5 Films From The Cannes Film Festival 2019 We Can't Wait To Watch
Keep an eye out on these five films releasing in the 72nd edition of the Cannes Film Festival in 2019
Every year, a part of the French Riviera transforms into a star-studded galaxy with the best of world cinema and its finest exponents. If the Oscars typify Americana, Cannes is the epitome of European elegance.
Cinematic, colourful and controversial, the 72nd Edition of the Cannes Film Festival opened (on 14 May) with its jury president, Alejandro Gonzalez Inarritu (director of award-winning films like Amores Perros, Babel and The Revenant, to name a few) accusing world leaders of ruling with rage, anger and lies, ahead of the premier of Jim Jarmusch’s The Dead Don't Die. A zombie comedy with Bill Murray playing the role of a policeman investigating zombie attacks on people in a sleepy small town in America, alongside a strange Scottish mortician with a love for drag make-up and sword fighting, the film promises to be a riot. With Jarmusch, Murray, Adam Driver and Tilda Swinton setting the tone, the next 11 days are guaranteed to be an extravaganza celebrating the year’s best cinema. The red carpet fashion at Cannes tends to hog the headlines, but we bring the focus back to where it belongs: the best films that we can’t wait to get premier tickets to.
PAIN AND GLORY
Academy award winning director and one of Spain’s most prolific auteur, Pedro Almodovar’s Pain And Glory has started garnering critical acclaim for its deeply emotive storytelling. The film takes you through a series of re-encounters of a film director in his decline. In an interview with Variety, Almodovar concedes that the film may very well be a new phase of filmmaking for him. It also marks the return of leading actors, Antonio Banderas and Penelope Cruz working together again after 2013’s laugh-riot I’m So Excited.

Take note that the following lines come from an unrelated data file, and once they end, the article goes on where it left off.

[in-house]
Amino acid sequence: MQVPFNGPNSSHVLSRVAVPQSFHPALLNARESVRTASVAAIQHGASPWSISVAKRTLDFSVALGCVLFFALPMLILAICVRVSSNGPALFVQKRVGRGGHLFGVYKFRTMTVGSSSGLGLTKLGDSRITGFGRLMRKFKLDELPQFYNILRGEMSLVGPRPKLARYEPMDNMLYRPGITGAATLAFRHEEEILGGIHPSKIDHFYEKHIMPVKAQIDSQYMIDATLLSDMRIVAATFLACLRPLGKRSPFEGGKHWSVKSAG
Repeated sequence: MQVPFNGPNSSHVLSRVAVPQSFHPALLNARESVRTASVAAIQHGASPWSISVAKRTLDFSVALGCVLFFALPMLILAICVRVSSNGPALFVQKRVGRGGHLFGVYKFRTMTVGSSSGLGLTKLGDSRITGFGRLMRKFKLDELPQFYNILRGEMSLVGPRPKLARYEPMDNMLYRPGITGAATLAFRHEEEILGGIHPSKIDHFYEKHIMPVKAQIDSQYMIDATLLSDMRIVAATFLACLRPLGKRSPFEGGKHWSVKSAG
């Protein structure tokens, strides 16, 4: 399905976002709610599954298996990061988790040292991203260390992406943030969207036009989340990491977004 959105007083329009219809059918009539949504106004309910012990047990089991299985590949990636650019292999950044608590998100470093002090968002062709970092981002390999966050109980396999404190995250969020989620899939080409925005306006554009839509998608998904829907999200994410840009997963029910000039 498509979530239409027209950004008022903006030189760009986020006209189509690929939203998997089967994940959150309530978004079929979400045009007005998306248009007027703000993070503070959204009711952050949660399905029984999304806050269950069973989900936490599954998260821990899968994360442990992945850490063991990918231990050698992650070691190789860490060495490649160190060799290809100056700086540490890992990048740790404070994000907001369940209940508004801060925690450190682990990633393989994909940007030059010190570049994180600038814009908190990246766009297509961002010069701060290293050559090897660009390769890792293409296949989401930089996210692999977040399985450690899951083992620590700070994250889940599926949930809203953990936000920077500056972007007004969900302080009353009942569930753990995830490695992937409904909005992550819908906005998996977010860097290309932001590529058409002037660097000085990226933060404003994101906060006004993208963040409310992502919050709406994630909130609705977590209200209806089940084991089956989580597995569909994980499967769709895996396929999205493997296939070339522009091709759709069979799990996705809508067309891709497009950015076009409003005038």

Ira Sachs makes his Cannes debut with a truly global cast in his latest outing: Starring indie megastars Isabelle Huppert, Marisa Tomei, Greg Kinnear and Brendan Gleeson, the film is set in Portugal (unlike all his previous films like Love Is Strange and Little Men, both based in New York). It explores ideas of intimacy and relationships over three generations grappling with a life-changing experience during a holiday.
Actor, writer and director, Dexter Fletcher’s Rocketman is being billed as a fantasy-style version of Elton John’s early years starring Taron Egerton with Jamie Bell as his long-term collaborator, Bernie Taupin. Even though critics have started drawing similarities between Rocketman and Bohemian Rhapsody (Fletcher was brought in to finish the film after Bryan Singer was fired), the former is being hailed as an honest tribute to the legendary Elton John.
ONCE UPON A TIME IN HOLLYWOOD
Tarantino fans, rejoice! With big-ticket stars like Leonardo Di Caprio, Brad Pitt, Margot Robbie and Al Pacino, Quentin Tarantino is back with his 9th film. Once Upon A Time In Hollywood looks like a mega romp of glitz and glamour—so expect to be dazzled both at the premier and in theatres. The film is being touted as a black comedy-drama about a fading TV star and his stunt double in the late 1960s Hollywood, as Los Angeles is traumatised by the Manson family murders.
Austrian director Jessica Hausner’s futuristic film about a genetically modified plant that is cultivated to bring happiness to its owners has been quietly collecting buzz in festival circuit since last year. The Palme d’Or 2019 nominee believes Little Joe to be a film that doesn’t obey any set rules of film-making.